400+ organizations call for urgent action to save migratory freshwater fish and free-flowing rivers

400+ organizations call for urgent action to save migratory freshwater fish and free-flowing rivers

March 31, 2022 –– With negotiations on the new global framework for nature falling far short of the ambitious goals needed to reverse the loss of freshwater biodiversity, 402 organizations called today for a clear commitment in the final deal to protect the world’s remaining free flowing rivers.

Based in 86 countries, the organizations called on all governments to incorporate a goal in the agreement under the Convention on Biological Diversity that would permanently safeguard all free-flowing rivers, which are essential for migratory fish and provide diverse benefits to people and nature.

Herman Wanningen, Founder and Director of the World Fish Migration Foundation says, “Catastrophic losses in migratory fish populations show we cannot continue destroying the worlds free flowing rivers. We have already dammed, obstructed, and diverted so many rivers, the world cannot afford to lose any more if we are to halt the loss of nature. Free Flowing rivers are also vital for fisheries, climate resilience and nutrient and sediment transport. The Convention on Biological Diversity (CBD) framework for nature must include goals for protecting and restoring Free-Flowing rivers.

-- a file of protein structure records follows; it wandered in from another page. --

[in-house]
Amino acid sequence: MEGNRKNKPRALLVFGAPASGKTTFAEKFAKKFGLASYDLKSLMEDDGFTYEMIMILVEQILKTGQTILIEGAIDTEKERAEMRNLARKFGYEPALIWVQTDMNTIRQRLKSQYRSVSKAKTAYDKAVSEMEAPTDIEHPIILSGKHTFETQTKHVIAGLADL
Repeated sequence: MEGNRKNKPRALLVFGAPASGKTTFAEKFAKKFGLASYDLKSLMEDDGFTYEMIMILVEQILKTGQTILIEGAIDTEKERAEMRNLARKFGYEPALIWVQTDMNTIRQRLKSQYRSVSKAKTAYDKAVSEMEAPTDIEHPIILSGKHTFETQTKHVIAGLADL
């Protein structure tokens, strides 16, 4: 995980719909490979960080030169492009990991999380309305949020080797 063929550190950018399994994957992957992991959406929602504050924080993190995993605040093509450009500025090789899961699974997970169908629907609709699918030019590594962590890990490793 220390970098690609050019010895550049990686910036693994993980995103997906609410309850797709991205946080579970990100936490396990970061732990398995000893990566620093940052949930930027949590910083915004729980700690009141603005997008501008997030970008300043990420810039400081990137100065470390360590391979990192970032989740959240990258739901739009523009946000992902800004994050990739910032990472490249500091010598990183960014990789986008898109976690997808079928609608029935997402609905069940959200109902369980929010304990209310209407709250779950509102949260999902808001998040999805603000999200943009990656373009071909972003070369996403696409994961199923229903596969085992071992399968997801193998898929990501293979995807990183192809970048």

The Open Letter also called on governments to agree to an ambitious goal to restore rivers by removing obsolete barriers from dams to weirs and culverts. Europe alone counts 1.2 million physical barriers in rivers. Dam removal has significant positive environmental impacts, is cost-effective, and supports job creation. Several case projects have shown migratory fish populations come back quickly in response to dam removal.

In the USA, for example, many dams have been removed over the last few decades and the dam removal movement is growing. In 2021 alone, over 2.100 river miles were reconnected through dam removal projects, improving habitat and biodiversity in rivers and their resilience to a changing climate. This is beginning to happen in Europe, as well. More than 5.000 barriers have been removed over the past decades and the removal of barriers is getting mainstreamed by a movement called Dam Removal Europe. And the EU Biodiversity strategy is now mentioning a target of 25.000 kilometers of free-flowing rivers by 2030 by removing obsolete barriers.

Dam removals bring life back to rivers. Once you remove a dam, the river starts flowing and fish come back by the millions again. We have seen the example in the USA when two major dams were removed from the mainstem of the Penobscot river and Kennebec river,” said Pao Fernandez, Project manager Dam Removal Europe.